Some changes have been made to the colour codes on the map of the European Centre for Disease Prevention and Control (ECDC), easing restrictions for travel to certain countries.
According to the latest update, Slovakia is no longer coloured red on the ECDC map, but has now turned orange, meaning that the risk of infection is now considered “moderate” instead of “high” by the Belgian authorities.
In Portugal, the Azores was the last region to go from red to orange, making the whole country an orange zone as well, according to Belgium’s info-coronavirus.be website.
Whether or not travellers entering Belgium after at least 48 hours in an orange zone are required to quarantine and get tested is calculated based on their answers on the Passenger Locator Form (PLF), which will give them the needed instructions depending on the outcome.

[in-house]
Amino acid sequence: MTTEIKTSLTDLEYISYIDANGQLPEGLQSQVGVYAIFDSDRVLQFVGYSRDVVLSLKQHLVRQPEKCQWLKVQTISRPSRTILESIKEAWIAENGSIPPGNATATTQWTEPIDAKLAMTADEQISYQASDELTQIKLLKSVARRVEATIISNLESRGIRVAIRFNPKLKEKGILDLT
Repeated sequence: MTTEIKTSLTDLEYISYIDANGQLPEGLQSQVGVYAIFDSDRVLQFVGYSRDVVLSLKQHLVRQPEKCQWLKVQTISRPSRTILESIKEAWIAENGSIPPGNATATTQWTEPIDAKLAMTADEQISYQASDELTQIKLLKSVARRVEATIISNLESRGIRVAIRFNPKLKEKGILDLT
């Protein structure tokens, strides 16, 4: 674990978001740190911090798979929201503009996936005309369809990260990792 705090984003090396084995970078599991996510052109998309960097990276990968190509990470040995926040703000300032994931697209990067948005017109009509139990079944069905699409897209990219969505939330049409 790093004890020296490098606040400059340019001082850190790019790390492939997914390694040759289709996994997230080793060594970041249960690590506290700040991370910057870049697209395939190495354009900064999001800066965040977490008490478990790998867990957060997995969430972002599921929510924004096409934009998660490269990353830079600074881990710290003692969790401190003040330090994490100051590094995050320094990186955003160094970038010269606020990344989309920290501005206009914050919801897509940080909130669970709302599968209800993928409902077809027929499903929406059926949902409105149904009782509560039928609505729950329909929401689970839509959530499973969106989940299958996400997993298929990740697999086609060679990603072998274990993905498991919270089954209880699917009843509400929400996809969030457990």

After the Easter holidays, non-essential travel to and from Belgium is no longer forbidden, but it remains strictly discouraged by the authorities. Travellers returning from a red zone still have to be tested (on day 1 and 7) and quarantine for seven days.
In the meantime, the map of Europe is gradually turning less red. Besides Slovakia and Portugal, Iceland and Malta have been coloured orange for some time already.
In Greece, a series of islands already were orange as well, and the Peloponnese peninsula was now added to the list.
In Spain, Asturias and Ceuta were added to the list of orange areas, and France now also has its first orange region, although it still concerns an overseas department: Mayotte (near Madagascar).
On the other hand, the Danish region of North Jutland, and the southeast of Norway will turn red zones again, from Wednesday.